Consumers need to do their homework and really research brands that claim to be sustainable. For instance, polar fleece is made from recycled plastic bottles and petroleum. It is produced by forcing liquid plastic through tiny holes. When the plastic cools, it becomes threads, which are then weaved to make fabric. Unless the energy used to heat the plastic is supplied by renewables, this process emits CO2. And when fleece is laundered, it generates microplastics that flow from the washing machine into sewers and eventually into water ways. Bill told me that this can be fixed by installing filters into washing machines, but “this isn’t happening in a meaningful way yet, because people aren’t aware they can buy these filters and manufacturers haven’t yet made these standard on all new washing machines.


“Another thing we are doing is trying to educate the largest and longest running watersports and beach lifestyle trade show in the world, Surf Expo, about what they can do to educate the industry. The show hosts thousands of vendors who depend upon a healthy beach and ocean ecosystem for their livelihood. These companies have a lot to lose if we stay on our current path… it’s absolutely necessary to engage them in these efforts to be successful. Surf Expo is hosting shows in September of 2020 and January of 2021 in Orlando. After attending this past January’s show, I reached out via LinkedIn to two executives of Surf Expo to initiate a discussion. I finally heard back from one in late February asking for more detail, which I have shared, but have yet to get any feedback.”


Bill continued, “Without the private sector’s direct involvement, we won’t be able to have a meaningful impact on improving the health of beaches and the ocean. There have been some recent developments, like the Business Roundtable announcement in August of 2019 to replace the current corporate focus on shareholder value to one that includes all stakeholders –  consumers, employees, communities, suppliers, etc. So far, bold talk but little action. The private sector has the opportunity to more effectively manage itself, but if that isn’t forthcoming then it shouldn’t be surprised when the regulatory environment tightens to achieve the desired results. Managing one’s own affairs is far preferable than being directed what to do, and companies have to minimize their impact on the beach and ocean ecosystem for the benefit of the human species, as well the species that live in the oceans.”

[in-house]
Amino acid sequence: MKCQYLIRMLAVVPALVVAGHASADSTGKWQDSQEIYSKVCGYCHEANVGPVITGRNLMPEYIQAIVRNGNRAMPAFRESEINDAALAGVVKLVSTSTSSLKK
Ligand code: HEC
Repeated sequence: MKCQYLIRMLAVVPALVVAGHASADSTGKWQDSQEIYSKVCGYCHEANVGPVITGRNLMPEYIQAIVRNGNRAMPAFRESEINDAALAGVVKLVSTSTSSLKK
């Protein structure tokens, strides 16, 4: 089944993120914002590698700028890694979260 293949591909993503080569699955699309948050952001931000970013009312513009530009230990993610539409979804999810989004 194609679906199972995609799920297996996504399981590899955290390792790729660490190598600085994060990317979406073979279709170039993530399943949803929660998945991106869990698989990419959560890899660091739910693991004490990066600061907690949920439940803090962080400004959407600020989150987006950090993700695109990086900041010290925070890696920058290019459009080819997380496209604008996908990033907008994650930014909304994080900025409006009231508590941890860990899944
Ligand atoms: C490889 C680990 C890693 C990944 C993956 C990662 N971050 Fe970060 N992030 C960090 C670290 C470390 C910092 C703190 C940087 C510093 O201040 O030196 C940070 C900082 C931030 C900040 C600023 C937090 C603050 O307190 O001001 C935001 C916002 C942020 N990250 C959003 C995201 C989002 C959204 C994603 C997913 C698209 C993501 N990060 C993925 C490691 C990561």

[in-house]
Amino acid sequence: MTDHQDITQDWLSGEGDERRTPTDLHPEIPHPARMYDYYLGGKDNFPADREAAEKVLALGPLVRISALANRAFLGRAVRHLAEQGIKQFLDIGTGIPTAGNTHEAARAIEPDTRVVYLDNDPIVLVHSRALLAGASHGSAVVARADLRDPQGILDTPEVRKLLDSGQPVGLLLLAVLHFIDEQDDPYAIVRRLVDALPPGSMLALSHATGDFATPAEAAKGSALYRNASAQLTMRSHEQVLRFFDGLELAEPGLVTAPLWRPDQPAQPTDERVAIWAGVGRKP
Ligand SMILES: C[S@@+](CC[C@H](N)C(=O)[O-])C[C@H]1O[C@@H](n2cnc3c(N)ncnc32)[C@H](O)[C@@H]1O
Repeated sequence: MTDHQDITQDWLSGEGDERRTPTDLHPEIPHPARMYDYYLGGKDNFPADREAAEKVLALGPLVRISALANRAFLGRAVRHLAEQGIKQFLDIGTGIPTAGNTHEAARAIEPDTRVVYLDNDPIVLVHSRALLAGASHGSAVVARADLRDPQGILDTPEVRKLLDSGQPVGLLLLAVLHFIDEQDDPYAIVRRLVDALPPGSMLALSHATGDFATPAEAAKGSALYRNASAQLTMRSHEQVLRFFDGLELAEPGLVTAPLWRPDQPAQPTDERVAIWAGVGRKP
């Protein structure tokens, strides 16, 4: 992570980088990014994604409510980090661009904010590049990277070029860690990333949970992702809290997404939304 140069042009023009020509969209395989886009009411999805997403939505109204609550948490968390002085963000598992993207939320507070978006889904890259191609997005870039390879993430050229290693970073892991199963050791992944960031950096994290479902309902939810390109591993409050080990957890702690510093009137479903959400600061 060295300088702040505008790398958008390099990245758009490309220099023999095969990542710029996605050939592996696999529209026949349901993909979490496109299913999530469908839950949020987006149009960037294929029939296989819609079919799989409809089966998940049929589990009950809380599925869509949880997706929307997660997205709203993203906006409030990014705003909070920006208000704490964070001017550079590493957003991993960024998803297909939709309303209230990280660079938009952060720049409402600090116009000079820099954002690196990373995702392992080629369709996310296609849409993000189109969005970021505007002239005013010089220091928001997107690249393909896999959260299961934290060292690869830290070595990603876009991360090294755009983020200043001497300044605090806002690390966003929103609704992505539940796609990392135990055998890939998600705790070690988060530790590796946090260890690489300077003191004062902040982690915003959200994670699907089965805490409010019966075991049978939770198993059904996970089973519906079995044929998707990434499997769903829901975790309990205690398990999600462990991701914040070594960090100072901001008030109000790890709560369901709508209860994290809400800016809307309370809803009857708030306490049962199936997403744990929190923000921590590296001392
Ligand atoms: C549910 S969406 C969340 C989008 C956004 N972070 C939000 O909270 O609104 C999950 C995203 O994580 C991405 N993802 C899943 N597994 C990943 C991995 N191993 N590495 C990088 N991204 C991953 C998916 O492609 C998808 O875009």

“We are trying to set an example for how to do the right thing, but our biggest challenge is supply chain. As a small business owner, I don’t have the clout to change the manufacturer/distributor/wholesaler business model. But I think we are proving that you can work to do the right thing, as much as possible, influence others and still build a viable business.”


NOTE: There have been some recent strides on the regulation front. Senator Tom Uddall of New Mexico and others have introduced the Break Free from Plastic Pollution Act of 2020, legislation that would phase out unnecessary single-use plastic products, hold corporations accountable for wasteful products, reduce wasteful packaging, and reform our broken waste and recycling collection system. It requires corporations to take responsibility for their pollution, by mandating that producers of plastic products design, manage, and finance waste and recycling programs. See my post about our broken recycling system here: Recycling is a Sham.


And the EU recently introduced legislation aimed at killing our “throwaway culture”. It requires manufacturers of cell phones, apparel, electronics and more to build products that last, and to be responsible for the products at their end of life… feeding them back into the production cycle.


If you value beaches and the ocean ecosystem, please make that known to your legislators. Find out which politicians are working to solve the problem and give them your support. And become better consumers. Do your homework and research the brands you purchase from. Do not assume that PR statements concerning their sustainability are telling the whole truth.


If you want to learn more, the UN Ocean Conference will be held in June of this year in Lisbon, and the UN Decade of Ocean Science for Sustainable Development kicks off on January 1st of 2021.